The first half of Monday evening's meeting between England and Germany was alright. Gareth Southgate's men were nothing special, but there was at least a much-needed sight of some creative desire.
The problem was, however, that there was still the obvious fear of conceding goals and losing games which held them back.
Southgate's side has built itself around being tough to beat. Their recent success revolved around their defence, but that mystique has crumbled this summer. England failed to win any of their six Nations League games and were deservedly relegated from the competition's top tier.
And yet, the final feeling stemming from the nightmarish summer is one of optimism.
After Kai Havertz curled home a gorgeous strike to put Germany 2-0 up at Wembley, a switch seemed to flick in England. Their fear of losing had done nothing to help, and now, the best form of defence would have to be attack.
Inspired by the introductions of Bukayo Saka and Mason Mount, who joined the fun moments before Havertz's strike, England went for the game. They needed two goals at least to take something from the occasion, and their previously cautious approach was not going to get the job done.
Saka and Mount pressed high and took the game to Germany, but it was the sensational Jude Bellingham who benefitted most from this freedom from fear. Encouraged to be the box-to-box machine that fans have long known he is, the teenager went on a tear at both ends of the field to help turn the tide of the game.
Luke Shaw netted almost immediately and fans hadn't even sat down by the time Mount bagged an equaliser, but England kept pushing and deservedly took the lead with a late Harry Kane penalty - predictably won by Bellingham. Three points would have been theirs had it not been for an unfortunate mistake from goalkeeper Nick Pope in the dying embers.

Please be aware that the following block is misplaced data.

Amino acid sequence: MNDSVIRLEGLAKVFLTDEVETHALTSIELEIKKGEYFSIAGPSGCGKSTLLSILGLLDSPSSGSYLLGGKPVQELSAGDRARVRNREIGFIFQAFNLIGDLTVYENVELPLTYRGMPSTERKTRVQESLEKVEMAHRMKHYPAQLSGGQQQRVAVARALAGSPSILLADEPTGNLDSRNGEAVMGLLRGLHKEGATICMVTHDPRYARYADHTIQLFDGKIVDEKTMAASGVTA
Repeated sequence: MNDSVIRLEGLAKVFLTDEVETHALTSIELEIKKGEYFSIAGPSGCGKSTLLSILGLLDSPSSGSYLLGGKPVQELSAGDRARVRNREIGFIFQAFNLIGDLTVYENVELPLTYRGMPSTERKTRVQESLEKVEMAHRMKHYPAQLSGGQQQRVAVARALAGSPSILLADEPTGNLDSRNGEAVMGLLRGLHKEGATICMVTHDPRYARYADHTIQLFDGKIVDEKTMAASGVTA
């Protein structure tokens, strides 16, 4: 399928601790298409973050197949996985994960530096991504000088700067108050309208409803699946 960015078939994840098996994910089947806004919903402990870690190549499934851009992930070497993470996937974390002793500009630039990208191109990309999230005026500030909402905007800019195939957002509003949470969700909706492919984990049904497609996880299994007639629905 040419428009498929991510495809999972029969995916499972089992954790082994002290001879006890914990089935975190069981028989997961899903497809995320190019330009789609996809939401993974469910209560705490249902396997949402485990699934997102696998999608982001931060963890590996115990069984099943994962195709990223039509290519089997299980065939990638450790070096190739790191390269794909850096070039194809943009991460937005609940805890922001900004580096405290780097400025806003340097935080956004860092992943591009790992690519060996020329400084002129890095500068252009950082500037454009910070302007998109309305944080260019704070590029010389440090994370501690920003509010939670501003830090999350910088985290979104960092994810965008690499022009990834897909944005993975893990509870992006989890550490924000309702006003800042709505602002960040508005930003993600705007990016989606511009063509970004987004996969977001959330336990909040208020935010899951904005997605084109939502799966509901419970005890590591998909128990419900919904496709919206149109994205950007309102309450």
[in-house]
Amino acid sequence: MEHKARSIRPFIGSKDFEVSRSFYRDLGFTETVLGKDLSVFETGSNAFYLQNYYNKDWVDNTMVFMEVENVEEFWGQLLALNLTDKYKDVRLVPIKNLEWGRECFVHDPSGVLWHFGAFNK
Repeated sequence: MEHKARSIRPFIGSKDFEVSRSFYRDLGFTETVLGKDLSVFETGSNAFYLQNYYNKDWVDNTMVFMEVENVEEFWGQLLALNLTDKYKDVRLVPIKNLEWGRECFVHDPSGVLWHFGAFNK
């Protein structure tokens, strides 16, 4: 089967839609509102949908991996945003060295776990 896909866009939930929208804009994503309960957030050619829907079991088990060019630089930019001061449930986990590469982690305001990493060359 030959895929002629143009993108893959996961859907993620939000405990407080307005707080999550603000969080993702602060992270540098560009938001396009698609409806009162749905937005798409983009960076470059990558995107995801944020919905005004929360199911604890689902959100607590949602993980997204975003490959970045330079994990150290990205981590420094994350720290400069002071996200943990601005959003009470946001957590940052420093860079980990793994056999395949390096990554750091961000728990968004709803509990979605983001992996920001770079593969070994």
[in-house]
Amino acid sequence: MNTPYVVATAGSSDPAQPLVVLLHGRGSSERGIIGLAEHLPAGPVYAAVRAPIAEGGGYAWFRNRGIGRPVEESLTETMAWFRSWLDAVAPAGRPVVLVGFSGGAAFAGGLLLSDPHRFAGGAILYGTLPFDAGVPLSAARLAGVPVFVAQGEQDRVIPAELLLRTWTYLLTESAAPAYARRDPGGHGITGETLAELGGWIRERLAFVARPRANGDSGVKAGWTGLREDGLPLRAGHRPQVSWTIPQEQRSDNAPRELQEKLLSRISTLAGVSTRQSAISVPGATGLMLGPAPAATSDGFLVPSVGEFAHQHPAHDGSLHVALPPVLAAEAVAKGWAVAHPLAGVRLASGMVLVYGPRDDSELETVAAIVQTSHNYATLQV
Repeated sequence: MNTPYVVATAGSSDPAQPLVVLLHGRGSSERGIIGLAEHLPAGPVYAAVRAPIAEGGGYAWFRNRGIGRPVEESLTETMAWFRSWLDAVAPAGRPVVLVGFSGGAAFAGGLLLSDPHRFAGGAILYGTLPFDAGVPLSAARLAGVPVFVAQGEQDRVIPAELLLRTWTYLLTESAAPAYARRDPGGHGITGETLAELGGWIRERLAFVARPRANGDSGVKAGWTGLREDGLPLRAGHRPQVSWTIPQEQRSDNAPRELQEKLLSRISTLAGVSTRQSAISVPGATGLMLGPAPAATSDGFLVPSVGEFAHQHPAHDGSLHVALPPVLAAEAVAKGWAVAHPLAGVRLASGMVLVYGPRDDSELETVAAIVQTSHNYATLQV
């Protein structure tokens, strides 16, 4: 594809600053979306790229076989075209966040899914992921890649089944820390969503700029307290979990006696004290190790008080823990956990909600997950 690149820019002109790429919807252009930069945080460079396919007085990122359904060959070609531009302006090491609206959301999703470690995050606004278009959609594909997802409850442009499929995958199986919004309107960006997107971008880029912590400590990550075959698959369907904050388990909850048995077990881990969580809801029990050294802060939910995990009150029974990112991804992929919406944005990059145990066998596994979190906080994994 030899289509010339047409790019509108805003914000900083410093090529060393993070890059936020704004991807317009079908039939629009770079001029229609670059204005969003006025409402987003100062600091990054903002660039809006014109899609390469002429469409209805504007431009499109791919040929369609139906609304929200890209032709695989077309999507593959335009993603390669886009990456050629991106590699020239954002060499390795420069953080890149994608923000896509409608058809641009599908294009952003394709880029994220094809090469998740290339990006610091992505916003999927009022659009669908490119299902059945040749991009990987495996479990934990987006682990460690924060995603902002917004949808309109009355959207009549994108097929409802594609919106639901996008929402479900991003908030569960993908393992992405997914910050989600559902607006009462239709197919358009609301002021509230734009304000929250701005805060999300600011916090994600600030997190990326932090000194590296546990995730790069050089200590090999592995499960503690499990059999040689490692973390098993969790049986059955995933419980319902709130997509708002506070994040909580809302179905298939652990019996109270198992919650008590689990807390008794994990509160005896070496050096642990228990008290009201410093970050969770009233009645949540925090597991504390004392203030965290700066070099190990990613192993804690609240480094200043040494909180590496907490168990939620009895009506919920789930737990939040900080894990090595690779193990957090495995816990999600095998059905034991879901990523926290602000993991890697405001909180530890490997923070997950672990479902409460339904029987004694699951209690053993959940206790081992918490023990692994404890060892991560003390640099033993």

On paper, it's another draw in a winless summer, but what this performance actually showed was that England are actually a good team when they choose to play like one.
Granted, Germany aren't exactly at the peak of their powers themselves, but they were still good enough to go two-up against England. Hansi Flick's side had more than enough about them to tame the Three Lions, but they were not allowed to.
This is the England we need to see at the World Cup - a team full of players without fear, focused more on scoring goals than preventing them.
With Bellingham, Mount, Saka, Phil Foden, Raheem Sterling and Harry Kane in this squad, and with Marcus Rashford, Jadon Sancho, Jarrod Bowen, Jack Grealish and a whole host of others waiting in the wings, this England attack are too good to be stifled by defensive concerns. They need to be freed from the fear of making mistakes or pushing the boat out. That must be Southgate's primary goal heading into the World Cup.
That being said, his second job needs to be fixing the defensive line, because oh boy, does it still need fixing.
Southgate must pick his in-form players at both ends of the field, rather than sticking with the stalwarts who shone a few years ago but have seen their stock tumble this season. Harry Maguire is an obvious example but he is far from the only underperformer who must thank their lucky stars that they made a good impression on Southgate two years ago.
Confidence is key, and it's Southgate's job to inspire that before the plane for Qatar takes off.